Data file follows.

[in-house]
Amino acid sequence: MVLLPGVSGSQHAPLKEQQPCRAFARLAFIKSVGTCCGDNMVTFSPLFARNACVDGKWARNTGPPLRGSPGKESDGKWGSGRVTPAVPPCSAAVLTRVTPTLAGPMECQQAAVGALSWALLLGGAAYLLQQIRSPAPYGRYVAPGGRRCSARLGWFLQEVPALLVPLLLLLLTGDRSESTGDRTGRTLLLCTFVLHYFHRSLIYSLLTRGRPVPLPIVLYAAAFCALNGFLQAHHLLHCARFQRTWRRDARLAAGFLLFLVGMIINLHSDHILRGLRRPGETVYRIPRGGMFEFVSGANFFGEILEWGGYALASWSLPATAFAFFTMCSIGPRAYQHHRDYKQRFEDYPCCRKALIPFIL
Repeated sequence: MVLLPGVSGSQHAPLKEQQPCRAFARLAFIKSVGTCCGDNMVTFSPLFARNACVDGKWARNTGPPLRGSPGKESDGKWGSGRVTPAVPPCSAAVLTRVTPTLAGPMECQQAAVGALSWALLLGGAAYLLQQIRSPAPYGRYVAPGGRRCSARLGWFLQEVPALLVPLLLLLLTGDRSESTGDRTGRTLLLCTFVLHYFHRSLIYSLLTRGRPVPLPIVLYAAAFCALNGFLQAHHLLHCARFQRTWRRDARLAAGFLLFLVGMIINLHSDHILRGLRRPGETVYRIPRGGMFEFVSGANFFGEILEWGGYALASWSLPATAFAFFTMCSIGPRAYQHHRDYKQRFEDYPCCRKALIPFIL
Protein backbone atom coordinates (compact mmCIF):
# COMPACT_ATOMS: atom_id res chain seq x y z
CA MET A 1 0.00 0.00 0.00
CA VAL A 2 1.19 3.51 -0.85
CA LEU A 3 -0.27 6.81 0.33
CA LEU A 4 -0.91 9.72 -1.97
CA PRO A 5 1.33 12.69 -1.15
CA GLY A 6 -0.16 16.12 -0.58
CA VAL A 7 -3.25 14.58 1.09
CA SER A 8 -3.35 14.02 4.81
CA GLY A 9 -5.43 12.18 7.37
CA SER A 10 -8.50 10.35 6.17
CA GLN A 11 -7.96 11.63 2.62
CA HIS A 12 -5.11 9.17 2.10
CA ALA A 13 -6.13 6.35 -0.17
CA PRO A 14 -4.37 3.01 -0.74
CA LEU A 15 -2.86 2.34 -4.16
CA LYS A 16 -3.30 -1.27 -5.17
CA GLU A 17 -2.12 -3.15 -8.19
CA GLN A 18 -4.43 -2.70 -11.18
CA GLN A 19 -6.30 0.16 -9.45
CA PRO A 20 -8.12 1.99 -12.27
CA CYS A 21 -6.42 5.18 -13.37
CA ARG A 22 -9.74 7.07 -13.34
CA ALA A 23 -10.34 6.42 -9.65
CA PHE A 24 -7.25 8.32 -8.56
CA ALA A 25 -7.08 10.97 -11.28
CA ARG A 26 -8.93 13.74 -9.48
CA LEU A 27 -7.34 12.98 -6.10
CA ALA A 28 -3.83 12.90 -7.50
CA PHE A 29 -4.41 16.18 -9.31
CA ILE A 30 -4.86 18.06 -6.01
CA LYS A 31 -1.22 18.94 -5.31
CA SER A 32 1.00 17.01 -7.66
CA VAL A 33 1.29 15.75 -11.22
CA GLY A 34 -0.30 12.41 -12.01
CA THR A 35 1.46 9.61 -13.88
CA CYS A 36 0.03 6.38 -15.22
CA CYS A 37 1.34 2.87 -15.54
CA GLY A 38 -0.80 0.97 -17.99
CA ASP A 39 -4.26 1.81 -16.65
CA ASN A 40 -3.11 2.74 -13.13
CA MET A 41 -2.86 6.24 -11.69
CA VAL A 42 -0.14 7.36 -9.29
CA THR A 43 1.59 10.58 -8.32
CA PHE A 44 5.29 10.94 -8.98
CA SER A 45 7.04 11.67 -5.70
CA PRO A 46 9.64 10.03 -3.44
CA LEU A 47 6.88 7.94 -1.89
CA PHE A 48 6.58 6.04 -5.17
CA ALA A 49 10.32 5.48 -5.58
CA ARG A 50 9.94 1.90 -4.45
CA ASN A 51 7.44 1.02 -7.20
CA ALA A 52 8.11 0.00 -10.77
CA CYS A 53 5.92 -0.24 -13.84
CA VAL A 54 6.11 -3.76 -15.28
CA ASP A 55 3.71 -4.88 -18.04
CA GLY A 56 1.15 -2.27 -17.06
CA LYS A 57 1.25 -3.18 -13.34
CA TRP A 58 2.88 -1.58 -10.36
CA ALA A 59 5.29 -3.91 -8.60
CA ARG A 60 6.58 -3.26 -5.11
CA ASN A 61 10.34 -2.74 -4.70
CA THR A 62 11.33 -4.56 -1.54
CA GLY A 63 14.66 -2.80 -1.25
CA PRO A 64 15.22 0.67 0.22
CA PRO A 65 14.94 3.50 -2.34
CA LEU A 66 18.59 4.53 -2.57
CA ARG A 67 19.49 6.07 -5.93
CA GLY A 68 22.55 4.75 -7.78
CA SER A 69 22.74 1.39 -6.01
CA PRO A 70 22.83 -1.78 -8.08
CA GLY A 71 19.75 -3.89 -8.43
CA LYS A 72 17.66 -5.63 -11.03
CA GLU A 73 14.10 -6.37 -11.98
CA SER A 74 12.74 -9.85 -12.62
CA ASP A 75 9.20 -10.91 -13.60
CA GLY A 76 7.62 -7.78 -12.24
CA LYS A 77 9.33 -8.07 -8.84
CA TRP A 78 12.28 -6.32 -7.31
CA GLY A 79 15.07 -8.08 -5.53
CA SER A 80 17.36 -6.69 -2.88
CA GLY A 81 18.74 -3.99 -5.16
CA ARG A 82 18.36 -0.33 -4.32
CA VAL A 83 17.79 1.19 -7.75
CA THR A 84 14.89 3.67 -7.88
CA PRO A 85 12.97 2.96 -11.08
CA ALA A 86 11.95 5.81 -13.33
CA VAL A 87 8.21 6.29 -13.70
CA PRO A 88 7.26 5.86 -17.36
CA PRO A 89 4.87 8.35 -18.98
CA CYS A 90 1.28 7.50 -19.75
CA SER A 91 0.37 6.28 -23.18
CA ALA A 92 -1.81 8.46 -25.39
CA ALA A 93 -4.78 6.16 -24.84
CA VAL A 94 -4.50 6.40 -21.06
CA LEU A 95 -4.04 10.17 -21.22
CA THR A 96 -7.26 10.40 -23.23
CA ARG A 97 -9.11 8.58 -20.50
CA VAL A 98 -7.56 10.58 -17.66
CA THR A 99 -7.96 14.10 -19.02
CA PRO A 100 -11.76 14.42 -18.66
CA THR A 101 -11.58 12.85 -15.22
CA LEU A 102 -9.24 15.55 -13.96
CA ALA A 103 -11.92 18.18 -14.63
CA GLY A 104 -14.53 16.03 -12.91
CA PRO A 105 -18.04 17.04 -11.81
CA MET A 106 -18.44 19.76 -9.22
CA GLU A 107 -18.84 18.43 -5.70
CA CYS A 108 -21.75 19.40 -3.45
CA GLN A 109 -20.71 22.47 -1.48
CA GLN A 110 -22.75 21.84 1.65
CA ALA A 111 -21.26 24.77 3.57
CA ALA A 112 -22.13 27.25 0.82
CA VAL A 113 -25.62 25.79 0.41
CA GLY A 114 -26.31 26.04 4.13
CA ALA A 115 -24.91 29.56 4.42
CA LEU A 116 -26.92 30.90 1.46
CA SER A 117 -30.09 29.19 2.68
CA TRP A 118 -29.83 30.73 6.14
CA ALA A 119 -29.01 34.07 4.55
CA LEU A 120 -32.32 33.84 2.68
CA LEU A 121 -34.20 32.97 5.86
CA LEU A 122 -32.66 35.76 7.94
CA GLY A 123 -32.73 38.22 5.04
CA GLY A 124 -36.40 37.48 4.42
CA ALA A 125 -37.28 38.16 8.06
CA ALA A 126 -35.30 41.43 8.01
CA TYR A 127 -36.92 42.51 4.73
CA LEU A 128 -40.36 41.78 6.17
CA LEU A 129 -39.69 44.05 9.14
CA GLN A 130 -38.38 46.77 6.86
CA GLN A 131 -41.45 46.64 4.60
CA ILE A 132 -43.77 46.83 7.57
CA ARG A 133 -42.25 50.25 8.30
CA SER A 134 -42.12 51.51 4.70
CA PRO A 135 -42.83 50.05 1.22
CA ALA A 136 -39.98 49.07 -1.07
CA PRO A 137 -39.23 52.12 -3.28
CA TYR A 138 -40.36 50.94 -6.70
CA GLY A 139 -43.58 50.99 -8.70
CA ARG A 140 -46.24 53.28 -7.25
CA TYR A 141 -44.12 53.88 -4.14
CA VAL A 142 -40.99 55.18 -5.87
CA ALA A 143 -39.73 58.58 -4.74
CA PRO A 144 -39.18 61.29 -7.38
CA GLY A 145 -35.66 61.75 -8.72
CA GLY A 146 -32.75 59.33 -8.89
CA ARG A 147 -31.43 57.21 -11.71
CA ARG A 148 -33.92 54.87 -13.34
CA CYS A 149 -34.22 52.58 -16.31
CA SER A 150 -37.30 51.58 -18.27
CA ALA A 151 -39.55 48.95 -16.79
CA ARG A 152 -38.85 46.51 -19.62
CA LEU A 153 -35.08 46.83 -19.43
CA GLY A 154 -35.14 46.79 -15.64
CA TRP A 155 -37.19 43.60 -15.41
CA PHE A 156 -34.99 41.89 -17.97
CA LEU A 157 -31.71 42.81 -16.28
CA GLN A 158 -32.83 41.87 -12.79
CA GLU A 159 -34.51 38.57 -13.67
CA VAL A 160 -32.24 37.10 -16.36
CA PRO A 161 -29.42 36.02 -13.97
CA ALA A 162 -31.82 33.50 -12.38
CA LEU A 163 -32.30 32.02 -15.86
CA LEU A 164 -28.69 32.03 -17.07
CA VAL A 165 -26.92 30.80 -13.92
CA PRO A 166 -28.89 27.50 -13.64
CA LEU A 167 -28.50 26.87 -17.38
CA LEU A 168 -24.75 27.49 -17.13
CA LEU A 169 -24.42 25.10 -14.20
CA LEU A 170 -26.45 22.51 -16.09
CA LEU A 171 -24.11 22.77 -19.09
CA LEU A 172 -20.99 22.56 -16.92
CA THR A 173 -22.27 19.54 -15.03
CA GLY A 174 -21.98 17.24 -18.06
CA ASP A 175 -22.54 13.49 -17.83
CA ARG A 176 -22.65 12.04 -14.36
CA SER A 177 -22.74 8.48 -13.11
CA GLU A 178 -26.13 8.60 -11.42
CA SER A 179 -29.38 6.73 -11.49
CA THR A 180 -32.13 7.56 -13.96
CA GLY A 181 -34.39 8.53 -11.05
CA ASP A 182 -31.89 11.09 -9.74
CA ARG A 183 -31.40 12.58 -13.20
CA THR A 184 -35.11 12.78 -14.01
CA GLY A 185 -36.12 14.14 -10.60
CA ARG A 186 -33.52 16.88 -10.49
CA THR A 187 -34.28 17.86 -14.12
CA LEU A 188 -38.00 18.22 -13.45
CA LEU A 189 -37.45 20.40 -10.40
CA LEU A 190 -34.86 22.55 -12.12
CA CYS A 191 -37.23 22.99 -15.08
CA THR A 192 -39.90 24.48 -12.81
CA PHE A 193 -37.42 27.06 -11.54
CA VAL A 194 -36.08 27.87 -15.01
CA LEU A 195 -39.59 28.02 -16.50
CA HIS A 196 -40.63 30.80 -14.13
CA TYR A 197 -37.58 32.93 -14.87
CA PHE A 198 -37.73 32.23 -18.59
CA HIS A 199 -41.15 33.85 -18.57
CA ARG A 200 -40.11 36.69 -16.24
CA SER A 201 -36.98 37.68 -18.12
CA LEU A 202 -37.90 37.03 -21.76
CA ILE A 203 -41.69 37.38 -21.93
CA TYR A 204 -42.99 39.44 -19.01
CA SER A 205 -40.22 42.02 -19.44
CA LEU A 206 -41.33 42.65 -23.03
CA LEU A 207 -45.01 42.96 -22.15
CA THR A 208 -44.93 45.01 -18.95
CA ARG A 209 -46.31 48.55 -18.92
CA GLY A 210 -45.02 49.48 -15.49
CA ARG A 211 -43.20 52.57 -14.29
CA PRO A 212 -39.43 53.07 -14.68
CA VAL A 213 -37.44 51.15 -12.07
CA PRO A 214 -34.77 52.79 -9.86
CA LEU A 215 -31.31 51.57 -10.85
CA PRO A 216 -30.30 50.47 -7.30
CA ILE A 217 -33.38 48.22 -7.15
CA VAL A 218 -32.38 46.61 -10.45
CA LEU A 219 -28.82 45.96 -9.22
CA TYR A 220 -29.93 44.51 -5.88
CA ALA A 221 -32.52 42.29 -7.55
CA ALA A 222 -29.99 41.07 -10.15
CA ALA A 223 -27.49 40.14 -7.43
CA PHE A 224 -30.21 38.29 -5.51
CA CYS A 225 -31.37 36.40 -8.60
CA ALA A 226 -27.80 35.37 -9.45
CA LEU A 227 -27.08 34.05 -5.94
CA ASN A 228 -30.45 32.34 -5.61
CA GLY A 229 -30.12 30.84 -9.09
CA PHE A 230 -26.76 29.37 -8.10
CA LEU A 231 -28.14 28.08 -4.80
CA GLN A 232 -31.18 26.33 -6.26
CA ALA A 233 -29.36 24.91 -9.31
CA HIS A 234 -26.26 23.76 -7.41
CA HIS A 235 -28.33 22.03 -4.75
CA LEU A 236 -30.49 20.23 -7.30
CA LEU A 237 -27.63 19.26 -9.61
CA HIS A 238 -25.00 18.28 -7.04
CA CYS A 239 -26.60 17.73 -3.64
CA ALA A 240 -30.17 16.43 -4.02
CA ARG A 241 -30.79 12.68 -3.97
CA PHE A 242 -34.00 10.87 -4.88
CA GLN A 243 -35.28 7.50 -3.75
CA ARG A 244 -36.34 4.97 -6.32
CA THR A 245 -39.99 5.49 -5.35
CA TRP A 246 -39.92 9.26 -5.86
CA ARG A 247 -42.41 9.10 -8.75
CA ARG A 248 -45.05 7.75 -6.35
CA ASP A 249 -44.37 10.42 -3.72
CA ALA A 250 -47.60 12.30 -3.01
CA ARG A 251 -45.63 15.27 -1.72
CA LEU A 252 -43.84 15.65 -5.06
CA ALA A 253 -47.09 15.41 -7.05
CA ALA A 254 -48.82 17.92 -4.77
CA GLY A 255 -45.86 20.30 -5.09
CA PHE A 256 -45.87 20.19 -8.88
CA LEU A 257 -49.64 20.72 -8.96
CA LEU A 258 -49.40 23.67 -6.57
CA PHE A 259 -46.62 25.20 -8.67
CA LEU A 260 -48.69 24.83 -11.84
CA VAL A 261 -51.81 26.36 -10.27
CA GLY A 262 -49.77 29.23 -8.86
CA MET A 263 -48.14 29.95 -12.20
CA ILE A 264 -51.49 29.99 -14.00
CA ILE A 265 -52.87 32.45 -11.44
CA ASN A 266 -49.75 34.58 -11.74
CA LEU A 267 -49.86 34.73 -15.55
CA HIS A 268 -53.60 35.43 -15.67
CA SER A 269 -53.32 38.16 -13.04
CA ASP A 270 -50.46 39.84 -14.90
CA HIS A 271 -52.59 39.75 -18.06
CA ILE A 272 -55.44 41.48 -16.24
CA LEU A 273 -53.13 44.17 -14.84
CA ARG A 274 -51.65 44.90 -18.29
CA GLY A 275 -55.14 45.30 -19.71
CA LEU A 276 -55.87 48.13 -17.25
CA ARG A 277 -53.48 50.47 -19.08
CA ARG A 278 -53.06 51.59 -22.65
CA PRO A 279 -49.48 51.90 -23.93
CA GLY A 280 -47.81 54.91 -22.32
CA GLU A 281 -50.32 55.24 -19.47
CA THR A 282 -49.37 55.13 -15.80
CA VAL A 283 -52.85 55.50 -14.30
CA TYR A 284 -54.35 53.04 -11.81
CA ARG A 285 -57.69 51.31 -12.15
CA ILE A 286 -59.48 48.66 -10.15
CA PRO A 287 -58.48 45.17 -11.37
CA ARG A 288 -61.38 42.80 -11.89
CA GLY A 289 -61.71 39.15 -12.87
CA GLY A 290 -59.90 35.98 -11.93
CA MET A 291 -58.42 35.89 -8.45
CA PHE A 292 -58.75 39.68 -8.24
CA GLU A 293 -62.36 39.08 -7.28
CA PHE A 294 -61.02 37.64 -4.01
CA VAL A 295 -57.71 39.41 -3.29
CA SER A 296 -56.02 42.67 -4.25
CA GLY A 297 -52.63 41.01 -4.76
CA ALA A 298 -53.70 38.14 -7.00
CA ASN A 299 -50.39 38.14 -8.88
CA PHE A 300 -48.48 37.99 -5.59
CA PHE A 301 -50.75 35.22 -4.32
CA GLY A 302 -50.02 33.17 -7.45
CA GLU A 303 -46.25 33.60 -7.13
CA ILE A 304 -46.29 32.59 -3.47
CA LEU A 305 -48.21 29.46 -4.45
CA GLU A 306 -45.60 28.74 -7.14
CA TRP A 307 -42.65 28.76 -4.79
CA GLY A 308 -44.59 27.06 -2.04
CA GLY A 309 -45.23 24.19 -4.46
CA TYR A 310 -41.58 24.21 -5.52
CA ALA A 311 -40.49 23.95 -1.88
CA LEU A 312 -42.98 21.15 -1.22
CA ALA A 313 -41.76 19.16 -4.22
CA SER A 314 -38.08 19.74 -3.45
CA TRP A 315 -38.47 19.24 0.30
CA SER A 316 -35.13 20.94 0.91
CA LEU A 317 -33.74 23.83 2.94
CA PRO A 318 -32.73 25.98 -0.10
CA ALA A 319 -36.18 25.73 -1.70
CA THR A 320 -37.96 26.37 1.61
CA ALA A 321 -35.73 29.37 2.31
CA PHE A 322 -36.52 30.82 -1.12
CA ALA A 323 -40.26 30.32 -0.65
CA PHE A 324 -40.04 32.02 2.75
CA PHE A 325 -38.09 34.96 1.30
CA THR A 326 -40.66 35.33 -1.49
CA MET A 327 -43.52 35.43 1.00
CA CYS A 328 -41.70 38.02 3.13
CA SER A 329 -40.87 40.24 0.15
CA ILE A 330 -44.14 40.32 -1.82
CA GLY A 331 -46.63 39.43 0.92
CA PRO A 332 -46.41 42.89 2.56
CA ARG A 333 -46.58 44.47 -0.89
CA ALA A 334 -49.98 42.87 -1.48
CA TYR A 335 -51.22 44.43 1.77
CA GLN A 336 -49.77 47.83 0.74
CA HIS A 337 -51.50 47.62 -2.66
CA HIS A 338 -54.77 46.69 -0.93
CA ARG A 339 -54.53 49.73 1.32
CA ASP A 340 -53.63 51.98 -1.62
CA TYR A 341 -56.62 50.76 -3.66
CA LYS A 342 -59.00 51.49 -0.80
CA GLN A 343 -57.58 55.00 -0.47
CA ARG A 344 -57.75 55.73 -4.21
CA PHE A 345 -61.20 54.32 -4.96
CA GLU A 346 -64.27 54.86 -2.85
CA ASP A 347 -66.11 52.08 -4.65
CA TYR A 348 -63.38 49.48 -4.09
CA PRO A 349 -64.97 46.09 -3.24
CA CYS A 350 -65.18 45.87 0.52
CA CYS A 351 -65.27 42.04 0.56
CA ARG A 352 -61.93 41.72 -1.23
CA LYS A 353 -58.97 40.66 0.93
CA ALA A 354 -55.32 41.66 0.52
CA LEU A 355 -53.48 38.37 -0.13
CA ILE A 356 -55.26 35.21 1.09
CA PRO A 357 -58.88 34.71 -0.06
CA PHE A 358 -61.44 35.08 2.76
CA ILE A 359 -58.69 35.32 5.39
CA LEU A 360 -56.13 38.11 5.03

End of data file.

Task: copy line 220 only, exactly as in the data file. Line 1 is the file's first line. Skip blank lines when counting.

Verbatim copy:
CA LEU A 215 -31.31 51.57 -10.85